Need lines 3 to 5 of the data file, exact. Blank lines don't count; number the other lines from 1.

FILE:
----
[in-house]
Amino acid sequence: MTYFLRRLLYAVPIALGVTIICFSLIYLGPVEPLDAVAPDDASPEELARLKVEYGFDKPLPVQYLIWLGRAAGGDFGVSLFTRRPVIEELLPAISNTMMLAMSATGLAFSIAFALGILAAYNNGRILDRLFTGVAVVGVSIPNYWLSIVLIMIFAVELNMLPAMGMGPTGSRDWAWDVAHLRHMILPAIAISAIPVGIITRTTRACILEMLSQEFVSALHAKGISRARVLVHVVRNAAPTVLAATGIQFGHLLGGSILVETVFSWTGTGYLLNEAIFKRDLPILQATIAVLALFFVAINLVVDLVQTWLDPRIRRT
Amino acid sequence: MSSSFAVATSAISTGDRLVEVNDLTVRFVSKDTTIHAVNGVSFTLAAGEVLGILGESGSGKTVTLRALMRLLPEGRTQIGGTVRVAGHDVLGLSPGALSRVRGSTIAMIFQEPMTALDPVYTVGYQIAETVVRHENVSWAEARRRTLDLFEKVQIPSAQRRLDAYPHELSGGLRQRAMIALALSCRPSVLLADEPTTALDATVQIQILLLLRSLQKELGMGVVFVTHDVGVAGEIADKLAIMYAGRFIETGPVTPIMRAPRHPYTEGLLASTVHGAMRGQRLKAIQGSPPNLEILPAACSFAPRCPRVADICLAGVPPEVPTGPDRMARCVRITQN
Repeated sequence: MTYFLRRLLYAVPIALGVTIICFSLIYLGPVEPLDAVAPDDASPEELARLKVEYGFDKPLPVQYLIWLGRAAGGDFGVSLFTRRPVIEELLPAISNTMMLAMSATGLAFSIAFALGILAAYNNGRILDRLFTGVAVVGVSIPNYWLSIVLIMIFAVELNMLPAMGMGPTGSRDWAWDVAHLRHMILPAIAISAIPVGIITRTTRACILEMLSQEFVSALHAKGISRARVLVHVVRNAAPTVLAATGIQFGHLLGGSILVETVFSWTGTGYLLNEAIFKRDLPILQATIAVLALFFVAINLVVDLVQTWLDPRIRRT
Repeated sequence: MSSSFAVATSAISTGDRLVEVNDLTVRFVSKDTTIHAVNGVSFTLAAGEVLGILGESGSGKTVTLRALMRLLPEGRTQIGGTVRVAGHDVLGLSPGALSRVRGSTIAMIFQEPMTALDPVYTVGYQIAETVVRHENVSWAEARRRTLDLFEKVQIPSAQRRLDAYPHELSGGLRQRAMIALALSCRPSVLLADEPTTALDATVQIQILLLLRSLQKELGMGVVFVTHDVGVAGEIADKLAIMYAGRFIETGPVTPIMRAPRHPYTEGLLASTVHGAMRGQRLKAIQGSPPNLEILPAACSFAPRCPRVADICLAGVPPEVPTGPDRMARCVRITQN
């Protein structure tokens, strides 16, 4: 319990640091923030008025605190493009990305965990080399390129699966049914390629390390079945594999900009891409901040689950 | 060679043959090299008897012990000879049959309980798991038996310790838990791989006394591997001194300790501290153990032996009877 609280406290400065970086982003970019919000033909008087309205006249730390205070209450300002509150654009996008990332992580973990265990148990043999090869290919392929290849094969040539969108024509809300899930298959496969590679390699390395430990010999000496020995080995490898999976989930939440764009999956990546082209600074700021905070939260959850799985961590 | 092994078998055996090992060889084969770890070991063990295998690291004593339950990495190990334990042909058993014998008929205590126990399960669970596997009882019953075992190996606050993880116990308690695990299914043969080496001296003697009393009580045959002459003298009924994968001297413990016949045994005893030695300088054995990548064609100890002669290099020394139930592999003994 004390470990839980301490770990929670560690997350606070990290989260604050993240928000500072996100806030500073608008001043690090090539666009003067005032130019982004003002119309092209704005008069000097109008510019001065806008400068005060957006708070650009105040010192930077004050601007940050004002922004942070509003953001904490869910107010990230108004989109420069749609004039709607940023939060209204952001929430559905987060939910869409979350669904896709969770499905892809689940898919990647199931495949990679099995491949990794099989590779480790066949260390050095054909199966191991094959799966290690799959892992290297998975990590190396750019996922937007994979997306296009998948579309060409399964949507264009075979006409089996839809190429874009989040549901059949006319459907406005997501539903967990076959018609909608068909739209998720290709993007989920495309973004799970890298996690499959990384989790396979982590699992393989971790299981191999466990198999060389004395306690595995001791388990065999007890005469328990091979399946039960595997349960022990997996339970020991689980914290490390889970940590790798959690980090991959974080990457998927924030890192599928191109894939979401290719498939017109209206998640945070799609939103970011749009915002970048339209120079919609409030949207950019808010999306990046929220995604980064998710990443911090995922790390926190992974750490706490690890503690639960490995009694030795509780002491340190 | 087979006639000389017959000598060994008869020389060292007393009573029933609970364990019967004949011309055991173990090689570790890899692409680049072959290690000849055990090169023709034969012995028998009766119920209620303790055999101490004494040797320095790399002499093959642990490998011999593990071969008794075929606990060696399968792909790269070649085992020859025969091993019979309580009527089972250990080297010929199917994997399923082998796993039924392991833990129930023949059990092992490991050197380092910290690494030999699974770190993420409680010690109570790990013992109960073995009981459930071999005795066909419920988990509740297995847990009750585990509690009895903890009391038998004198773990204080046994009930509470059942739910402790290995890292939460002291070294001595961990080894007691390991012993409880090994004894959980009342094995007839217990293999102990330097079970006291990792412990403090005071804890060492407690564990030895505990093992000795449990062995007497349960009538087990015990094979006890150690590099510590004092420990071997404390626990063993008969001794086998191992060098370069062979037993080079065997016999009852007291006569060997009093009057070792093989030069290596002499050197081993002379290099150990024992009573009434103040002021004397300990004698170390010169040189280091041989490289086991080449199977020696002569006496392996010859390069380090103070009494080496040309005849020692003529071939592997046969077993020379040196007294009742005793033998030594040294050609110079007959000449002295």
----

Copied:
Amino acid sequence: MSSSFAVATSAISTGDRLVEVNDLTVRFVSKDTTIHAVNGVSFTLAAGEVLGILGESGSGKTVTLRALMRLLPEGRTQIGGTVRVAGHDVLGLSPGALSRVRGSTIAMIFQEPMTALDPVYTVGYQIAETVVRHENVSWAEARRRTLDLFEKVQIPSAQRRLDAYPHELSGGLRQRAMIALALSCRPSVLLADEPTTALDATVQIQILLLLRSLQKELGMGVVFVTHDVGVAGEIADKLAIMYAGRFIETGPVTPIMRAPRHPYTEGLLASTVHGAMRGQRLKAIQGSPPNLEILPAACSFAPRCPRVADICLAGVPPEVPTGPDRMARCVRITQN
Repeated sequence: MTYFLRRLLYAVPIALGVTIICFSLIYLGPVEPLDAVAPDDASPEELARLKVEYGFDKPLPVQYLIWLGRAAGGDFGVSLFTRRPVIEELLPAISNTMMLAMSATGLAFSIAFALGILAAYNNGRILDRLFTGVAVVGVSIPNYWLSIVLIMIFAVELNMLPAMGMGPTGSRDWAWDVAHLRHMILPAIAISAIPVGIITRTTRACILEMLSQEFVSALHAKGISRARVLVHVVRNAAPTVLAATGIQFGHLLGGSILVETVFSWTGTGYLLNEAIFKRDLPILQATIAVLALFFVAINLVVDLVQTWLDPRIRRT
Repeated sequence: MSSSFAVATSAISTGDRLVEVNDLTVRFVSKDTTIHAVNGVSFTLAAGEVLGILGESGSGKTVTLRALMRLLPEGRTQIGGTVRVAGHDVLGLSPGALSRVRGSTIAMIFQEPMTALDPVYTVGYQIAETVVRHENVSWAEARRRTLDLFEKVQIPSAQRRLDAYPHELSGGLRQRAMIALALSCRPSVLLADEPTTALDATVQIQILLLLRSLQKELGMGVVFVTHDVGVAGEIADKLAIMYAGRFIETGPVTPIMRAPRHPYTEGLLASTVHGAMRGQRLKAIQGSPPNLEILPAACSFAPRCPRVADICLAGVPPEVPTGPDRMARCVRITQN